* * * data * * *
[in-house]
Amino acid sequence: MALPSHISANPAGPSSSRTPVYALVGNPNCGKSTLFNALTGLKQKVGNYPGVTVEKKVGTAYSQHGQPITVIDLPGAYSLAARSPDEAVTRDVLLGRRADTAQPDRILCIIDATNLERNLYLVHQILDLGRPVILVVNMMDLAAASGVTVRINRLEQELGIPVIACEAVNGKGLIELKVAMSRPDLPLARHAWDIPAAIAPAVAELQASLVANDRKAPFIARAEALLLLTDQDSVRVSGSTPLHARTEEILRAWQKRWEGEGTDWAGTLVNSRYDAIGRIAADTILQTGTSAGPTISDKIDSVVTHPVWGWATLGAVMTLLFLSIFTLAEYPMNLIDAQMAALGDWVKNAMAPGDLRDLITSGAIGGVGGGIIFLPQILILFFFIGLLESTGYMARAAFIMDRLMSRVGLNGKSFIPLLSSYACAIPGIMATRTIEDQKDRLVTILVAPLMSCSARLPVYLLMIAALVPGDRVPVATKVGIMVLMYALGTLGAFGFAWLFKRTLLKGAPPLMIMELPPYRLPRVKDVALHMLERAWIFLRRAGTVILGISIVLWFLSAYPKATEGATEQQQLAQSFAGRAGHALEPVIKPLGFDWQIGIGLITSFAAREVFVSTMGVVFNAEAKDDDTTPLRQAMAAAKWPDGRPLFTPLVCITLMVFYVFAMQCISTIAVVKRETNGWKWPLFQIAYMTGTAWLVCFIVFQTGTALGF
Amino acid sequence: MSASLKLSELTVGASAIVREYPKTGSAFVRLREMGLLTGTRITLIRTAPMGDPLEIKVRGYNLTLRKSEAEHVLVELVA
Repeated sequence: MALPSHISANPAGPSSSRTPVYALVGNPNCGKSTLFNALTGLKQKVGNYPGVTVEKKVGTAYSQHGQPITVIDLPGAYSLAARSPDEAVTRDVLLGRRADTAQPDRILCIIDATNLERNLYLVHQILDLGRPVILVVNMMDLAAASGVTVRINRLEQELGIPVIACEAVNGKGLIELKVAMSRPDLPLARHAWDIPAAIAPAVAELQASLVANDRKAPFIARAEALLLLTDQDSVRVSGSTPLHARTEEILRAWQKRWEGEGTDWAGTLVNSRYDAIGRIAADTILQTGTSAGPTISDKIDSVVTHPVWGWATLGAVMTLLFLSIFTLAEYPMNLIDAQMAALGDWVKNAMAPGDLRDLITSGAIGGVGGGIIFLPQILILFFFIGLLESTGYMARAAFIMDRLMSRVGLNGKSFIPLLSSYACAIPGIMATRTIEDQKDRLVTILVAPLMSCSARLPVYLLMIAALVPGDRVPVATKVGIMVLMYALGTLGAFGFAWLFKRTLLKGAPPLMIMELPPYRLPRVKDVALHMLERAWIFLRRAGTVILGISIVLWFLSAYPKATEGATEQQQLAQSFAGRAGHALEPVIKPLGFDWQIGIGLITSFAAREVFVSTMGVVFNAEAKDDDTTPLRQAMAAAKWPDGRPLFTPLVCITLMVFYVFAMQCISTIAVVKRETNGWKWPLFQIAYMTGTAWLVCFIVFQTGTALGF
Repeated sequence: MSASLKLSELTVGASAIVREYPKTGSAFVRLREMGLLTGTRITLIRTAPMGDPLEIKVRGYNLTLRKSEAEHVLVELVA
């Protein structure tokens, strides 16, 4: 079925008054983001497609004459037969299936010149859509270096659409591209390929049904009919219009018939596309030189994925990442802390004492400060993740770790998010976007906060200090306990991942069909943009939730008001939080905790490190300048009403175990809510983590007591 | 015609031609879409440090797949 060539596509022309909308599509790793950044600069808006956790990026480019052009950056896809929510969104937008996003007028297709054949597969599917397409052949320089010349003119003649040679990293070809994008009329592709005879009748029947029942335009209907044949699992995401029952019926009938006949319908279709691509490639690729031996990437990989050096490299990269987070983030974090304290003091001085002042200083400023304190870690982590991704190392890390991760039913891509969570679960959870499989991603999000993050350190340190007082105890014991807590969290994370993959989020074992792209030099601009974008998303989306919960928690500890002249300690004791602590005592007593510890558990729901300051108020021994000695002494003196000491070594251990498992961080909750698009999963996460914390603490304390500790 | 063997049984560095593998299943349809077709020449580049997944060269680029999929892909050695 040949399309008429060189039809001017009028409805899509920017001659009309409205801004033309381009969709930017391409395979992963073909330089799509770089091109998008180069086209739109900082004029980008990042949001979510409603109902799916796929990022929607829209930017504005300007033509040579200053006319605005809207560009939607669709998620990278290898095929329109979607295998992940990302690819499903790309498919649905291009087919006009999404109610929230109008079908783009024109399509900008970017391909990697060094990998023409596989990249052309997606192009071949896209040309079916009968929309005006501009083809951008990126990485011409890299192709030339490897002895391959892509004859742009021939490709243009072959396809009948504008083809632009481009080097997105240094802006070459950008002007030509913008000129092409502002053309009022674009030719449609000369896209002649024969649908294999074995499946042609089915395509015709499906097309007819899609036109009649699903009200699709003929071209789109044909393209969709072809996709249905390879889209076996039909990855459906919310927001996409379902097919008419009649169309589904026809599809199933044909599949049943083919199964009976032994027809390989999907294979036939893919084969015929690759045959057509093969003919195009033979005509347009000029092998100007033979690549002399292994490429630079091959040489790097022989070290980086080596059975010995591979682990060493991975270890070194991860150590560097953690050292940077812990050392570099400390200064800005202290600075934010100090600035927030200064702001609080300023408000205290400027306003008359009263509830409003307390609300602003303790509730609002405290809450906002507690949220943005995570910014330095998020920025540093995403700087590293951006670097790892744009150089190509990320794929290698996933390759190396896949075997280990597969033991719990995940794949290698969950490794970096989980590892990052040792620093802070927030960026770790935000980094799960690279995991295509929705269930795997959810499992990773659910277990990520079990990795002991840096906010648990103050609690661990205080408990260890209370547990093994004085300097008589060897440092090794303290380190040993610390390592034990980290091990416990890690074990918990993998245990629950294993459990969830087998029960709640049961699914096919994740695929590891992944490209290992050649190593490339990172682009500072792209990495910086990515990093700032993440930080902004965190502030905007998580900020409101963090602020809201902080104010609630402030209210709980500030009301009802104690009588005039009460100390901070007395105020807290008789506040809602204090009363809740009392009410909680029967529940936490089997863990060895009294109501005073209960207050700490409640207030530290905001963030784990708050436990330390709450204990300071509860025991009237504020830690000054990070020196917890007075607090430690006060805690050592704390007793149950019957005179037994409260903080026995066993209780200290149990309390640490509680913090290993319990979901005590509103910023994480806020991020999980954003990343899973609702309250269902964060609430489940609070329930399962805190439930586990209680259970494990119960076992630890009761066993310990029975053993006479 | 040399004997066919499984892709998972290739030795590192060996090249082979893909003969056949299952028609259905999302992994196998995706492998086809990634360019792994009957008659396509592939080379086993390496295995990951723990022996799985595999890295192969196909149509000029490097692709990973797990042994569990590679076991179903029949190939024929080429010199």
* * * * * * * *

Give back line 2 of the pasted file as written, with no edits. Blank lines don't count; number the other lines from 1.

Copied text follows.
Amino acid sequence: MALPSHISANPAGPSSSRTPVYALVGNPNCGKSTLFNALTGLKQKVGNYPGVTVEKKVGTAYSQHGQPITVIDLPGAYSLAARSPDEAVTRDVLLGRRADTAQPDRILCIIDATNLERNLYLVHQILDLGRPVILVVNMMDLAAASGVTVRINRLEQELGIPVIACEAVNGKGLIELKVAMSRPDLPLARHAWDIPAAIAPAVAELQASLVANDRKAPFIARAEALLLLTDQDSVRVSGSTPLHARTEEILRAWQKRWEGEGTDWAGTLVNSRYDAIGRIAADTILQTGTSAGPTISDKIDSVVTHPVWGWATLGAVMTLLFLSIFTLAEYPMNLIDAQMAALGDWVKNAMAPGDLRDLITSGAIGGVGGGIIFLPQILILFFFIGLLESTGYMARAAFIMDRLMSRVGLNGKSFIPLLSSYACAIPGIMATRTIEDQKDRLVTILVAPLMSCSARLPVYLLMIAALVPGDRVPVATKVGIMVLMYALGTLGAFGFAWLFKRTLLKGAPPLMIMELPPYRLPRVKDVALHMLERAWIFLRRAGTVILGISIVLWFLSAYPKATEGATEQQQLAQSFAGRAGHALEPVIKPLGFDWQIGIGLITSFAAREVFVSTMGVVFNAEAKDDDTTPLRQAMAAAKWPDGRPLFTPLVCITLMVFYVFAMQCISTIAVVKRETNGWKWPLFQIAYMTGTAWLVCFIVFQTGTALGF